The new World Health Organization chief of tackling the Ebola outbreak, Dr. Bruce Aylward, who recently visited the Ebola stricken areas of West Africa, told Canadian press, “The overall picture is still one of great concern and devastation, I have to say. Not just in terms of the disease itself, but the consequences of the disease,” Aylward told CBC News.

“You know, the fields are laying fallow in key areas, the markets are empty in key areas, hotels are empty, and children are orphaned. It really, really is a very, very tough situation for these countries, and a dangerous situation.”

“It’s a dangerous, devastating disease, but simple measures will protect you from it. In Liberia, we’ve seen the disease slowing down. Now we have to be very careful when we say that though — it means it’s going from an exponential rate of growth of what we call a linear, a sort of slower rate of growth,” he said.

“In key areas in Guinea and Sierra Leone, we’re also seeing the disease dropping very quickly, and this is mainly because populations are starting to understand the risks associated with Ebola and how to protect themselves and their families from the disease. So that’s very encouraging, it’s going to slow the disease down. but it’s not going to stop it.”

Who is to blame for the historical Ebola outbreak?

Listening to director-general of the World Health Organization, Dr. Margaret Chan, well, I’ll let you judge for yourself. In an address to the Regional Committee for Africa, Sixty-fourth Session, Cotonou, Republic of Benin on Monday, Director-General of the World Health Organization, Dr Margaret Chan dedicated part of her speech to the Ebola Virus Disease (EVD) outbreak in West Africa:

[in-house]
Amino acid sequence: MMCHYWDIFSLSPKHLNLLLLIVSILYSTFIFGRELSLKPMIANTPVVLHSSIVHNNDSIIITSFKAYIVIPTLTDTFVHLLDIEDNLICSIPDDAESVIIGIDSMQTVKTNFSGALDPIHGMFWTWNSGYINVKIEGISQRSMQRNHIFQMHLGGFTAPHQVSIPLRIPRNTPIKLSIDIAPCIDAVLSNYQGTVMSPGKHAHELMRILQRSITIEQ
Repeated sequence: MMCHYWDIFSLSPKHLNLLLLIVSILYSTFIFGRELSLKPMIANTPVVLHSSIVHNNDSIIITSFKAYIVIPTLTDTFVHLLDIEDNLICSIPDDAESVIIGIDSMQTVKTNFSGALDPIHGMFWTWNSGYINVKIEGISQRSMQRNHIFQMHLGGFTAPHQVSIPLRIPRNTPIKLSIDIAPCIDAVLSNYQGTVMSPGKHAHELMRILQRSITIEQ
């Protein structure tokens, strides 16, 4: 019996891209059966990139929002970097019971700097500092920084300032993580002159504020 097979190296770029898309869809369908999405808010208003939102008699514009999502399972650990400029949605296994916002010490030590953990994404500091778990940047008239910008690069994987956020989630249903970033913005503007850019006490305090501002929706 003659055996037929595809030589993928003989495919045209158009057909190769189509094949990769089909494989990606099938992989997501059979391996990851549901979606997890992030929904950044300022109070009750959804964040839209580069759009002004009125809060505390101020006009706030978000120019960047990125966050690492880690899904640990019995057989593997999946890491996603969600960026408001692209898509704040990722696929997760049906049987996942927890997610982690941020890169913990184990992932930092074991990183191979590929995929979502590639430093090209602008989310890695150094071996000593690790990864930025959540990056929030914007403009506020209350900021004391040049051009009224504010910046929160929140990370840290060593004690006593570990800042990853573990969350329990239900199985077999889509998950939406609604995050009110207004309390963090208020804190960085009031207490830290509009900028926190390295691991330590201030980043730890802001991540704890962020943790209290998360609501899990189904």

“Ebola emerged nearly four decades ago. Why are clinicians still empty-handed, with no vaccines and no cure?”, she asked. She goes on to answer her own question–“Because Ebola has historically been confined to poor African nations.”

“A profit-driven industry does not invest in products for markets that cannot pay,” Dr Chan said.

Lastly, there is Prof Francis Boyle, a noted scholar of biowarfare and international law at the University of Illinois. We’ve heard the things that Delaware St. University professor , Dr. Cyril Broderick said about the Ebola outbreak earlier.

Prof. Boyle says, “This isn’t normal Ebola at all. I believe it’s been genetically modified.” Boyle points to a US government in Kenema, Sierra Leone:

“Kenema is the absolute epicentre of the outbreak. Something happened there. It could have been an accident in the lab or they might have been testing an experimental vaccine [on the population] using live genetically modified Ebola and calling it something else.” The proof, for Boyle, that this is a modified form of Ebola is in both the speed of its spread and the number it is killing. “In the other outbreaks it’s a 50 per cent fatality rate and it was contained. Right here, we’re dealing with a 70 per cent and it’s not contained. All the evidence I’ve been able to locate leads me to believe it came out of the Kenema lab.” How high does the cover-up go? “I think the people at the top know. Probably Obama too.”